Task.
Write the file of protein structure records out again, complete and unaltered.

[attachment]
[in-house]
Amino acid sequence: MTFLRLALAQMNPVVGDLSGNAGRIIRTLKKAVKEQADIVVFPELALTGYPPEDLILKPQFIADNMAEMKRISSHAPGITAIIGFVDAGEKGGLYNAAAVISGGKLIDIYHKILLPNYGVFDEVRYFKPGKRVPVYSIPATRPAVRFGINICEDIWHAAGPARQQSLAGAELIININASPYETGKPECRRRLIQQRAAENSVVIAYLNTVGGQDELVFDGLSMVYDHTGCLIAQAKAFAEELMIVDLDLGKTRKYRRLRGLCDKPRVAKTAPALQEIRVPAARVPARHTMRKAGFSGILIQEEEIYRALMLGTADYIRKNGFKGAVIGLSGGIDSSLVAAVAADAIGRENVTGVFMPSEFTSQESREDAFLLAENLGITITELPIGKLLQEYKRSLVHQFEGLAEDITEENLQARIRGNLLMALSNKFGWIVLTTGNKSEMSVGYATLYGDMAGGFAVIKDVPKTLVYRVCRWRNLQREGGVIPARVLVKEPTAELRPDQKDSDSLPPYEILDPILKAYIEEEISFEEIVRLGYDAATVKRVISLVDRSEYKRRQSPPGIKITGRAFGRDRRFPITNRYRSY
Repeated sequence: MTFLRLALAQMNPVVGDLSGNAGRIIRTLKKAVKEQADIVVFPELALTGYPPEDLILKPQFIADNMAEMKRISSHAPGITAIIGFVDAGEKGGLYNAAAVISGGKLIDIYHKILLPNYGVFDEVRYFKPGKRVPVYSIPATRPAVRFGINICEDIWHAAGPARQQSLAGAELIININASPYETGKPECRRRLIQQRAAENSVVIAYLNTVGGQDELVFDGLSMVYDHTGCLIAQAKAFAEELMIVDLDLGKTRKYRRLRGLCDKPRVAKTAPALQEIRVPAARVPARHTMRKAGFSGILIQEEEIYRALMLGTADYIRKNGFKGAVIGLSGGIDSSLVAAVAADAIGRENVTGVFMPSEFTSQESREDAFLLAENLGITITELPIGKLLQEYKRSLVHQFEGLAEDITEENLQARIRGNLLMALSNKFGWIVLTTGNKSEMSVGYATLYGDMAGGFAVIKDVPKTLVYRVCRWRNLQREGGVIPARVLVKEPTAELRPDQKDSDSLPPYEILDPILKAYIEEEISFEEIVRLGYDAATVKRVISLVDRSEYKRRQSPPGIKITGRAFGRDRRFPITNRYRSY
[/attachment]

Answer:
[in-house]
Amino acid sequence: MTFLRLALAQMNPVVGDLSGNAGRIIRTLKKAVKEQADIVVFPELALTGYPPEDLILKPQFIADNMAEMKRISSHAPGITAIIGFVDAGEKGGLYNAAAVISGGKLIDIYHKILLPNYGVFDEVRYFKPGKRVPVYSIPATRPAVRFGINICEDIWHAAGPARQQSLAGAELIININASPYETGKPECRRRLIQQRAAENSVVIAYLNTVGGQDELVFDGLSMVYDHTGCLIAQAKAFAEELMIVDLDLGKTRKYRRLRGLCDKPRVAKTAPALQEIRVPAARVPARHTMRKAGFSGILIQEEEIYRALMLGTADYIRKNGFKGAVIGLSGGIDSSLVAAVAADAIGRENVTGVFMPSEFTSQESREDAFLLAENLGITITELPIGKLLQEYKRSLVHQFEGLAEDITEENLQARIRGNLLMALSNKFGWIVLTTGNKSEMSVGYATLYGDMAGGFAVIKDVPKTLVYRVCRWRNLQREGGVIPARVLVKEPTAELRPDQKDSDSLPPYEILDPILKAYIEEEISFEEIVRLGYDAATVKRVISLVDRSEYKRRQSPPGIKITGRAFGRDRRFPITNRYRSY
Repeated sequence: MTFLRLALAQMNPVVGDLSGNAGRIIRTLKKAVKEQADIVVFPELALTGYPPEDLILKPQFIADNMAEMKRISSHAPGITAIIGFVDAGEKGGLYNAAAVISGGKLIDIYHKILLPNYGVFDEVRYFKPGKRVPVYSIPATRPAVRFGINICEDIWHAAGPARQQSLAGAELIININASPYETGKPECRRRLIQQRAAENSVVIAYLNTVGGQDELVFDGLSMVYDHTGCLIAQAKAFAEELMIVDLDLGKTRKYRRLRGLCDKPRVAKTAPALQEIRVPAARVPARHTMRKAGFSGILIQEEEIYRALMLGTADYIRKNGFKGAVIGLSGGIDSSLVAAVAADAIGRENVTGVFMPSEFTSQESREDAFLLAENLGITITELPIGKLLQEYKRSLVHQFEGLAEDITEENLQARIRGNLLMALSNKFGWIVLTTGNKSEMSVGYATLYGDMAGGFAVIKDVPKTLVYRVCRWRNLQREGGVIPARVLVKEPTAELRPDQKDSDSLPPYEILDPILKAYIEEEISFEEIVRLGYDAATVKRVISLVDRSEYKRRQSPPGIKITGRAFGRDRRFPITNRYRSY